Amazon's Echo Show, FBI's iPhone Hack Price Tag - TMO Daily Observations 2017-05-09

· · The Mac Observer's Daily Observations Podcast

TMO Daily Observations

Amazon unveiled its Echo Show, and it has a display. Bryan Chaffin and the Maccast’s Adam Christianson join Jeff Gamet to share their reactions to Amazon’s newest Alexa device. They also have some thoughts on the unintended confirmation that the FBI paid $900,000 for the San Bernardino iPhone hack, plus Bryan coins “I’m gonna up that up.”

FBI Paid $900K for San Bernardino iPhone Hack

· · News

Cellebrite's servers hit with data breach

The FBI refused to ever share how much it paid for the hack into San Bernardino shooter Syed Farook’s iPhone, but thanks to Senator Diane Feinstein we now know the price was US$900,000. The Senator accidentally spilled the beans during a Judiciary Committee meeting on accessing encrypted data on smartphones and personal computers.

Senator Feinstein Revives Encryption Back Door Bill with FBI Support

· · Analysis

Senator Diane Feinstein pushes law requiring tech companies to give law enforcement access to our private encrypted data and communications

Senator Dianne Feinstein is dusting off her bill aimed at forcing technology companies to give the U.S. government access to the encrypted data on our smartphones, tablets, and computers. FBI Director James Comey is on board with her plan saying the inability to access our encrypted data is a major security threat to the country.

Could Facebook Become the New Web of Trust? Maybe!

· · Deep Dive

Facebook and the Web of Trust

Jeff Butts has never been a fan of OpenPGP, because the Web of Trust it relies upon is, well, unreliable. That might change, because Jeff has discovered a feature in Facebook that could allow the social media giant to become the new Web of Trust.

Britain's Home Secretary Pushes for Encryption Back Door

· · Analysis

Cellebrite's servers hit with data breach

British Home Secretary Amber Rudd says it’s time for technology companies to give law enforcement a way to decrypt private communications because terrorists shouldn’t have a way to secretly chat. Her comments come in the wake of a terrorist attack in London where five people were killed.

UK Anti-encryption Push, Woz at Startup World Cup - TMO Daily Observations 2017-03-27

· · The Mac Observer's Daily Observations Podcast

TMO Daily Observations

There’s a new government call to for tech companies to let law enforcement bypass our security and encryption, but this time it’s from the United Kingdom. Bryan Chaffin and Jeff Butts join Jeff Gamet to look at the ramifications if the U.K. forces the issue, plus Bryan fills us in on Steve Wozniak’s presentation at Startup World Cup.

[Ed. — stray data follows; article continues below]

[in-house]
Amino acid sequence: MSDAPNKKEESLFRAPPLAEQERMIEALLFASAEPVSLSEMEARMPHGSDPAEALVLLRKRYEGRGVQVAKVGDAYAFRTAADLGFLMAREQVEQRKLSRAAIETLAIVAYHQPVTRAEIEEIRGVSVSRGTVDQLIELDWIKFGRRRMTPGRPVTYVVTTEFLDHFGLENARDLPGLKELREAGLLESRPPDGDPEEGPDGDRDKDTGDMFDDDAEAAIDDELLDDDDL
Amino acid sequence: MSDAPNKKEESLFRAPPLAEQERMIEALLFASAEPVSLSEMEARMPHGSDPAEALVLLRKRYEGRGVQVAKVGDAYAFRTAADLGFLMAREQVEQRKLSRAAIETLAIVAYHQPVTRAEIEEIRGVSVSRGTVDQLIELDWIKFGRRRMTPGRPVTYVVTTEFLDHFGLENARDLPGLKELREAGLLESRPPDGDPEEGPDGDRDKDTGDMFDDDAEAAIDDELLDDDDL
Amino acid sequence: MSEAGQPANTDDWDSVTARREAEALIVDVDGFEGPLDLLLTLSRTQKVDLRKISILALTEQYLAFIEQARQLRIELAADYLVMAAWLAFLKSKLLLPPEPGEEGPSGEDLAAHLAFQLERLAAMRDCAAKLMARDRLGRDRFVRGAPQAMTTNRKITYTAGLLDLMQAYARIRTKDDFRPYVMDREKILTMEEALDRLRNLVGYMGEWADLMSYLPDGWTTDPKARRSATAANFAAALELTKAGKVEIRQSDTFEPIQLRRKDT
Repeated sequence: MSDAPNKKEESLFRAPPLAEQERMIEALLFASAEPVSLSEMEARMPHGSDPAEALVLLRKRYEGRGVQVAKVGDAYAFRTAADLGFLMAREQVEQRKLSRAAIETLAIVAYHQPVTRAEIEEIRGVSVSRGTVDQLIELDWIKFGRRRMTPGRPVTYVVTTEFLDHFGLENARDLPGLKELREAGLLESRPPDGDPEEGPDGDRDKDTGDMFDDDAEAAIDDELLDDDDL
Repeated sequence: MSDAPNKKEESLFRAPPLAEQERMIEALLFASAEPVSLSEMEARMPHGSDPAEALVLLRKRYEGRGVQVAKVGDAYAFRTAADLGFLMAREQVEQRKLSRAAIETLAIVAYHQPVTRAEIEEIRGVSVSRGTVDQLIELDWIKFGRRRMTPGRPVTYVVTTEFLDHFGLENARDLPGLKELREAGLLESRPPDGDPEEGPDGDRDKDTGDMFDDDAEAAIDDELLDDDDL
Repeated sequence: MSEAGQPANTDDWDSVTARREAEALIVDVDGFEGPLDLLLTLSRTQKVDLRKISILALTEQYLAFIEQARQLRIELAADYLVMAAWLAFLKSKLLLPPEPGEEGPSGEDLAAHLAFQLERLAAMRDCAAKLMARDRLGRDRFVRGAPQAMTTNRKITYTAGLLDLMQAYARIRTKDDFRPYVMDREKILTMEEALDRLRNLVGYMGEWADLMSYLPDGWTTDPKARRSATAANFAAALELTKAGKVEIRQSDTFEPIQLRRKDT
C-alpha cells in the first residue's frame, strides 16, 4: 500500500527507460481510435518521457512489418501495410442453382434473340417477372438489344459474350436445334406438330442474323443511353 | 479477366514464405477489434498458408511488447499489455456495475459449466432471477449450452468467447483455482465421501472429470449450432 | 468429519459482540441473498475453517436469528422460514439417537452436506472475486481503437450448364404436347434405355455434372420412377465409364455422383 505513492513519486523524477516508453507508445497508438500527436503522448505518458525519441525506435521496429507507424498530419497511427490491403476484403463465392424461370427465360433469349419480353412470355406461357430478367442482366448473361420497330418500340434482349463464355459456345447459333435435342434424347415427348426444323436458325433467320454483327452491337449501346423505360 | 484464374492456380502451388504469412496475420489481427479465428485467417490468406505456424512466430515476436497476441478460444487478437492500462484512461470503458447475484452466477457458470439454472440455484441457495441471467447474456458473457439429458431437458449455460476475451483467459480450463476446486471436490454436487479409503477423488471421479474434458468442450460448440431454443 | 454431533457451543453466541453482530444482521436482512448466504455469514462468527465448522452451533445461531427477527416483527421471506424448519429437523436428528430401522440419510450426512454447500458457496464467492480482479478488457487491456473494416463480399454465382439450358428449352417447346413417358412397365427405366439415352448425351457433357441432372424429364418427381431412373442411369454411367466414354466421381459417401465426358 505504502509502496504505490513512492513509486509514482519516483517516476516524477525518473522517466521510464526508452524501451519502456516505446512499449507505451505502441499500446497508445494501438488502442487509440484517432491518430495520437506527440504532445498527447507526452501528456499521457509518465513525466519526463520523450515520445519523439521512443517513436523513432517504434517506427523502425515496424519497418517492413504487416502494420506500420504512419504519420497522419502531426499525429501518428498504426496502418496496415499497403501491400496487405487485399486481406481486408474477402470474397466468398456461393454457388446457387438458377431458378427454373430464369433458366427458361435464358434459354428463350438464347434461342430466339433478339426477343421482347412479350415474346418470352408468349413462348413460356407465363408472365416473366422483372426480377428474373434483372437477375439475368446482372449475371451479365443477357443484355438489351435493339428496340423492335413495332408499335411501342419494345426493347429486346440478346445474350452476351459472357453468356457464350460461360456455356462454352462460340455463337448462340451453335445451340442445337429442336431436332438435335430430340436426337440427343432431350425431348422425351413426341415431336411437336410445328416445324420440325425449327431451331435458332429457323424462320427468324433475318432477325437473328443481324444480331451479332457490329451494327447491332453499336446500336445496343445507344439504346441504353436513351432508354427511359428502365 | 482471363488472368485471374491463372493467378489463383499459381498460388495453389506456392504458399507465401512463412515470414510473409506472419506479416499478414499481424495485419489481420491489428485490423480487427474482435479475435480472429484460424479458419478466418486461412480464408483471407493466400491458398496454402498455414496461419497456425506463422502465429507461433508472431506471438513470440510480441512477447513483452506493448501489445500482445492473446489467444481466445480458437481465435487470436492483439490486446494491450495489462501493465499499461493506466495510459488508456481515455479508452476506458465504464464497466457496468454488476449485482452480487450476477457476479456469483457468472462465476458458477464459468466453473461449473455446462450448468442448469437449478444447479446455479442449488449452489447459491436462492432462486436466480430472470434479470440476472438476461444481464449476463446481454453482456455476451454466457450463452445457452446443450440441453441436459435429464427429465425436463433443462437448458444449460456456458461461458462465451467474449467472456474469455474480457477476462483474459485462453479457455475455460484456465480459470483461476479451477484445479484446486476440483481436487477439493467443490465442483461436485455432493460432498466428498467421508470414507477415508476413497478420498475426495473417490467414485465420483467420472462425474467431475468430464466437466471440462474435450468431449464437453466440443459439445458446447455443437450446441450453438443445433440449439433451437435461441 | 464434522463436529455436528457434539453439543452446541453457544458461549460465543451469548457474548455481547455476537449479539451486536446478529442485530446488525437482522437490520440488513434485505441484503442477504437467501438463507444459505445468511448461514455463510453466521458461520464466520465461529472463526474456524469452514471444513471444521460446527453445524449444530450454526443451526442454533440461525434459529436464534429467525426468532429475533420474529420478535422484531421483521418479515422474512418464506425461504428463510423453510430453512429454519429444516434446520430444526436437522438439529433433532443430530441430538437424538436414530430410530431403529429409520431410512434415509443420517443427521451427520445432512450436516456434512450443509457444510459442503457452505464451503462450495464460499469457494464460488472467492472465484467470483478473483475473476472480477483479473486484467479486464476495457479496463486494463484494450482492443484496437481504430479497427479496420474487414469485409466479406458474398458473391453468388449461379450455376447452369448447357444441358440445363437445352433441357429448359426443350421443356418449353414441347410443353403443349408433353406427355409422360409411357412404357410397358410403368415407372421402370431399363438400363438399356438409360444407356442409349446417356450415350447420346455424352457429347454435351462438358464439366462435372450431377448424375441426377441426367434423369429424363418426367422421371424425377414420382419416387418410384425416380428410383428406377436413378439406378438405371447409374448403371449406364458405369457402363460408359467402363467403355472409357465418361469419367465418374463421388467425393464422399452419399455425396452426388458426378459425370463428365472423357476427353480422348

Web Pages as Apps, Equipment Insurance, and Photos! – Mac Geek Gab 649

· & · Mac Geek Gab Podcast

Have a webpage you use all the time? Why not make that its own, separate app? Need to create Symbolic Links (symlinks) but don’t want to use the Terminal? How about if you want to get an equipment warranty for that new Synology NAS you just bought? That’s just a sampling of the things you’ll learn in the first segment of this week’s episode. There’s more, folks. Lots more! Press play and enjoy!

Hackers Post Cellebrite's Smartphone Cracking Tools Online

· · News

UFED hacking tools

A hacker dumped 900GB of hacking tools and data used by Cellebrite. The cache of data is on Pastebin, for now, at least. Cellebrite is an Israeli security company that came to public prominence when the FBI used its services to hack into the San Bernadino shooter’s iPhone.

Cellebrite Hacked, Reaffirming Apple's iOS No-backdoor Stance

· · Analysis

Cellebrite's servers hit with data breach

A year ago the FBI was pushing to force Apple into making a hackable version of iOS for a terrorist investigation while claiming the code would stay secure. Now Cellebrite—the company the FBI reportedly hired to break through the iPhone’s encryption—has been hacked, validating Apple’s concerns the tools would eventually leak.

Apple Posts Its Public Encryption Key, Encourages Customers to Verify Emails

· · Cool Stuff Found

Apple has a new support document encouraging customers to verify encrypted emails, especially security emails from Apple. The document includes Apple’s own public PGP key for those verifications. Apple noted that its current PGP key will be valid until May of 2018. PGP, or “pretty good privacy” is one of the most popular encryption schemes in general use today, through both the PGP Corporation and the open source GnuPGP. Apple posted links to both. You can subscribe to Apple’s Security-announce emails at Apple’s website.

Apple Posts Its Public Encryption Key, Encourages Customers to Verify Emails